Purpose: The goals of this review are (1) to describe the evidence behind the use of ceramics vs composite resin to restore teeth with anterior veneers using a minimally-invasive strategy; and (2) to discuss the choice of materials and techniques for anterior veneer restorations. Overview: In recent years new adhesive restorative materials and techniques have been introduced in dentistry, including nanofilled composite resins for direct restorations, new ceramic materials that combine esthetics and strength, and polymer/ceramic materials for indirect restorations that are fabricated chairside using CAD/CAM technology, allowing the dentist to design, mill, and cement the restoration in one session. In spite of the novelty and new technology behind the introduction of new materials, the available evidence that backs some of these materials does not justify their use over similar materials or techniques that have been used by dentists for some years. Notwithstanding the success of laminate veneers and the popularity of new materials and digital techniques, the classical direct composite resin veneer is still very popular among clinicians and taught in dental schools and continuing education courses. Direct composite resin veneers are usually more affordable than indirect veneers, less invasive of the tooth structure, and easier to repair. Current composite resin materials can be finished to a tooth-like appearance, but they are susceptible to alterations of the surface gloss and potential discoloration of the composite resin. On the other hand, the preparation for indirect veneers is generally more invasive and the respective restorations are more difficult to repair. In addition, the esthetic outcome of bonded ceramic restorations still depends on the clinical behavior of the dentin adhesive and resin luting cement used to bond the restoration to the tooth structure.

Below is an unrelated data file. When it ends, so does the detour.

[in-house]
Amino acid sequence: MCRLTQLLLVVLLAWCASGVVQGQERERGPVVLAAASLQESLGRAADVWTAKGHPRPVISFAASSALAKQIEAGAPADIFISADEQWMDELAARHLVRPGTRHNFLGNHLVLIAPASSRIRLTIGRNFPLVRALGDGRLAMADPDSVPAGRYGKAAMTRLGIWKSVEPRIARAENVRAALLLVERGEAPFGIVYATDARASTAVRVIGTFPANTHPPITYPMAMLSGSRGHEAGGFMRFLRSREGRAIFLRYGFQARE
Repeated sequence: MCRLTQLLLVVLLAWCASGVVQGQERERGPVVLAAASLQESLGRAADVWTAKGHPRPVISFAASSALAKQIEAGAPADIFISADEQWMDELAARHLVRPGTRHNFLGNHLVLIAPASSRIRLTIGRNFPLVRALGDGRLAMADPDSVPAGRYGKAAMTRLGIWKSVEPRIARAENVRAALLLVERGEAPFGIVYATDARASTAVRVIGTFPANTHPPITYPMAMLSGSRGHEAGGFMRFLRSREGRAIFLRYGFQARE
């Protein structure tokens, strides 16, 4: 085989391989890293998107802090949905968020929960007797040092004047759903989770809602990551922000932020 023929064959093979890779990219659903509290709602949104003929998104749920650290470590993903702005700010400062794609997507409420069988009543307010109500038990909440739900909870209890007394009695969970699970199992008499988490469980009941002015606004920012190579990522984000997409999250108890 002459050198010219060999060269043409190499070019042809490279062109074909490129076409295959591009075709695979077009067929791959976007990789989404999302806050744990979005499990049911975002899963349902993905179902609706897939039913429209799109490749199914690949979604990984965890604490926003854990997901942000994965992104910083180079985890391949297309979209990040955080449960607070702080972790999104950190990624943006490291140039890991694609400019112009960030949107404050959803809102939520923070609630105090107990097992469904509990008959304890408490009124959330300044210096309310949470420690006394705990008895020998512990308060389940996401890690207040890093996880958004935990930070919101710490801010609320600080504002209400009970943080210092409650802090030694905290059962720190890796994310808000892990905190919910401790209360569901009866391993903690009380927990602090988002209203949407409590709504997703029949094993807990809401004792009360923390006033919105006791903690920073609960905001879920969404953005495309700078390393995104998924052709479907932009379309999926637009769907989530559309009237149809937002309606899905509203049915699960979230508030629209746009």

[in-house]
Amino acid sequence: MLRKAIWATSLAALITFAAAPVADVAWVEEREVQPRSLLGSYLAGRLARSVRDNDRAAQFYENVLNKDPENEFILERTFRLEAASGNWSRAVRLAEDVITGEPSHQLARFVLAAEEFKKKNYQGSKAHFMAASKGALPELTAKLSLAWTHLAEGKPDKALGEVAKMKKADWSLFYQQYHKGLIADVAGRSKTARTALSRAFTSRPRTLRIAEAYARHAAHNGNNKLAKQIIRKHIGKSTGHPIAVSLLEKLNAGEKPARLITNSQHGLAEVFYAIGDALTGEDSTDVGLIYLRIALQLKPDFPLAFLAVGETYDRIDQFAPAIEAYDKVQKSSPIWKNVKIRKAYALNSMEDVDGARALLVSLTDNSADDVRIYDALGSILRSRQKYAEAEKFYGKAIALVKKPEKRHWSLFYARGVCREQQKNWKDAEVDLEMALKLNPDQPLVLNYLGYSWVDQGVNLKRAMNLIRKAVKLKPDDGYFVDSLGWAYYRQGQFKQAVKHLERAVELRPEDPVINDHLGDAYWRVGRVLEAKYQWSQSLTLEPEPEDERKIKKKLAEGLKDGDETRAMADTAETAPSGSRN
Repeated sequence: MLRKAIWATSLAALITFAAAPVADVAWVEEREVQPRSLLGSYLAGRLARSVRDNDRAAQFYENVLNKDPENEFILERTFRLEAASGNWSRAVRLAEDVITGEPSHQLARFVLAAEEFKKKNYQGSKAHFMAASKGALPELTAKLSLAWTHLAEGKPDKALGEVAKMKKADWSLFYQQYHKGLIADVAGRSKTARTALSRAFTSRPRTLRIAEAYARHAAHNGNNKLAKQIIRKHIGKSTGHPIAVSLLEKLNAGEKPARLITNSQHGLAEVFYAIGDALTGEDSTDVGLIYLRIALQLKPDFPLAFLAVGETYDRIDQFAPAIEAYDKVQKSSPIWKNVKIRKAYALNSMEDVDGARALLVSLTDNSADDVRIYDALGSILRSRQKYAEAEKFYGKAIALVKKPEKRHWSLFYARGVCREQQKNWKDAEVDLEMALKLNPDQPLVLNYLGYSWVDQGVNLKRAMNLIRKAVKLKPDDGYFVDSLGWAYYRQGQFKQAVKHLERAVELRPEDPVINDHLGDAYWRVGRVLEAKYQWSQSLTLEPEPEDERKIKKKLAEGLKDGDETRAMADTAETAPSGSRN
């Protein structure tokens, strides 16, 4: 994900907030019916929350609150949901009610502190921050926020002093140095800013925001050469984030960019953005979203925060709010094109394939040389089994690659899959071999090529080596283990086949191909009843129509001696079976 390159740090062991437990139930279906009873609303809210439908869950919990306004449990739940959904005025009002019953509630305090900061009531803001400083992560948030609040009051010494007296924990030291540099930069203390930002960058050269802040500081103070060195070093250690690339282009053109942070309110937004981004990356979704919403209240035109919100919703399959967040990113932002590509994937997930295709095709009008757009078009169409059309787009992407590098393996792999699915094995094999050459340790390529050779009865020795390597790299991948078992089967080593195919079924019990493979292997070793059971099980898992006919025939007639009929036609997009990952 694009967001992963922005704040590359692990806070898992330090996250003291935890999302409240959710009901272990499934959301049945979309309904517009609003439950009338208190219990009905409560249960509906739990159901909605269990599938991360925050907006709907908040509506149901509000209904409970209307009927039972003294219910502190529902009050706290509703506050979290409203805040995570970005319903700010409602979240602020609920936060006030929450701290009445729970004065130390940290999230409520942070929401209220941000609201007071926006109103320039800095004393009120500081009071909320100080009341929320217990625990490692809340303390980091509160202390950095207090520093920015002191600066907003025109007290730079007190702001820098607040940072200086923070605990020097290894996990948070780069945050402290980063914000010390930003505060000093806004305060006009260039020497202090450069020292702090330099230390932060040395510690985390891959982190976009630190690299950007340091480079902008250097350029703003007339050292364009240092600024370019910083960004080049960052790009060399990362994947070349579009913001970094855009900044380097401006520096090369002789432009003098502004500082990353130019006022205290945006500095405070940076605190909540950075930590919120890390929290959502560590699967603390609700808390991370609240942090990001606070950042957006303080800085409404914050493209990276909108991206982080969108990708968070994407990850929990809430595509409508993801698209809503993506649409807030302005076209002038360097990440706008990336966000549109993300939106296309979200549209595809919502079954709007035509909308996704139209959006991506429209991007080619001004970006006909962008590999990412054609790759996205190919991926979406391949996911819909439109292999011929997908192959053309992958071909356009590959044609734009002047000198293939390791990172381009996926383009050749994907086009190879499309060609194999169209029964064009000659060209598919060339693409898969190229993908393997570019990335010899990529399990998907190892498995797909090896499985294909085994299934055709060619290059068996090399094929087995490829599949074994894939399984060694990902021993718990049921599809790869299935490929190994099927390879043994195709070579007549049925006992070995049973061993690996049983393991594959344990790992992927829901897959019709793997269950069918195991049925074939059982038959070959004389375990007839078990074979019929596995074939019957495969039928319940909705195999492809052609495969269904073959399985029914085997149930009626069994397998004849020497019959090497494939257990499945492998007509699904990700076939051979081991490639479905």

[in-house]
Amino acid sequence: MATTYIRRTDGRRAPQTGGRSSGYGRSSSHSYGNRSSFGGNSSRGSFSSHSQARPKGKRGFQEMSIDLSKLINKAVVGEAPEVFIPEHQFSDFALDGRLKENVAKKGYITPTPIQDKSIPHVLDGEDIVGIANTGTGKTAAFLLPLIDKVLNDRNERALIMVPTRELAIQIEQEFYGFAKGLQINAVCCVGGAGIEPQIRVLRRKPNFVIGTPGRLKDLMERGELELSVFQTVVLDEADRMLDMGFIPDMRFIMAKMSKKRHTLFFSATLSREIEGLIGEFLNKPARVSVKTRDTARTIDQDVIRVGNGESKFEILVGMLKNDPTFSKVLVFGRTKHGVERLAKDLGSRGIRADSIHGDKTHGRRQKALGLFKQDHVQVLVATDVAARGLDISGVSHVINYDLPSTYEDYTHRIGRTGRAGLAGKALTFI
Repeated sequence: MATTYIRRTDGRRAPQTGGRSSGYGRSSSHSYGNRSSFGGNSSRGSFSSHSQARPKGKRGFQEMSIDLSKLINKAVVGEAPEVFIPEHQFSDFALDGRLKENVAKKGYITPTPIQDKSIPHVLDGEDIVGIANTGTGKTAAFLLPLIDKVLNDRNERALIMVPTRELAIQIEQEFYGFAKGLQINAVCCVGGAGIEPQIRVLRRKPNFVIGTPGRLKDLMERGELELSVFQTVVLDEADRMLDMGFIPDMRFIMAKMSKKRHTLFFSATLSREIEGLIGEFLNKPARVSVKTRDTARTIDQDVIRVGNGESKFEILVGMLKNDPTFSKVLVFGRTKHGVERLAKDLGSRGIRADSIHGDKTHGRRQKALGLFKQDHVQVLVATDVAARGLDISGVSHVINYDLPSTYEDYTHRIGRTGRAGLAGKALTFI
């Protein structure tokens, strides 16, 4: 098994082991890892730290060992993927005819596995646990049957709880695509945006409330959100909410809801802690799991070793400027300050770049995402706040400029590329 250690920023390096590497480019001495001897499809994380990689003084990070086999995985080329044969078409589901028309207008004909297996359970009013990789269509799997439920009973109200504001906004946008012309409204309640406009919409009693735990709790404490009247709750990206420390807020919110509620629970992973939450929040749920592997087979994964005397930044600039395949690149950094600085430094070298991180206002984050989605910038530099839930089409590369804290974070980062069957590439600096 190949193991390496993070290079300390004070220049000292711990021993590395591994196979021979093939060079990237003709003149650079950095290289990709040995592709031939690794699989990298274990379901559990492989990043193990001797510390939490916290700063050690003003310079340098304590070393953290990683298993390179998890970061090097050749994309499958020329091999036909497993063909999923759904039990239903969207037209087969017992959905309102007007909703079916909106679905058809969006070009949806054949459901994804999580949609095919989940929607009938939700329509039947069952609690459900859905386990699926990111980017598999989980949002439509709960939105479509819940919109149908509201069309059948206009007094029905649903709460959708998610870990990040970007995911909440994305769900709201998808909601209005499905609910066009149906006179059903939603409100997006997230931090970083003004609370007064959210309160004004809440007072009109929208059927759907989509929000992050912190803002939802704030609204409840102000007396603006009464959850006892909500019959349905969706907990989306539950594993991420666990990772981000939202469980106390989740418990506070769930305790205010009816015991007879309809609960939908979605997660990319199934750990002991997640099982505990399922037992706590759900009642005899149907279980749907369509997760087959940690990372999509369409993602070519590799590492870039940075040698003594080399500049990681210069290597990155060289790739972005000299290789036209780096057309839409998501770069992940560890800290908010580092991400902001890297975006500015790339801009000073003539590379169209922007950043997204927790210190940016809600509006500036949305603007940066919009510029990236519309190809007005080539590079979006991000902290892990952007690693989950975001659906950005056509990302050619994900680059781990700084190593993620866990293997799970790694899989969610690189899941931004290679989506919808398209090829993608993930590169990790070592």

Keywords: adhesion, ceramics, clinical, composite resin, MID, restorative materials, veneers
Conclusions: The ultimate goals of any restorative treatment are to restore function and esthetics, prevent recurrent caries lesions and bacterial leakage into the pulp space, save tooth structure, and promote the well-being of our patients. The armamentarium of new dental materials for esthetic clinical procedures has increased exponentially in the last few years. The use of different materials and techniques for anterior veneer restorations must be based on sound evidence rather than on the marketing hype or testimonials.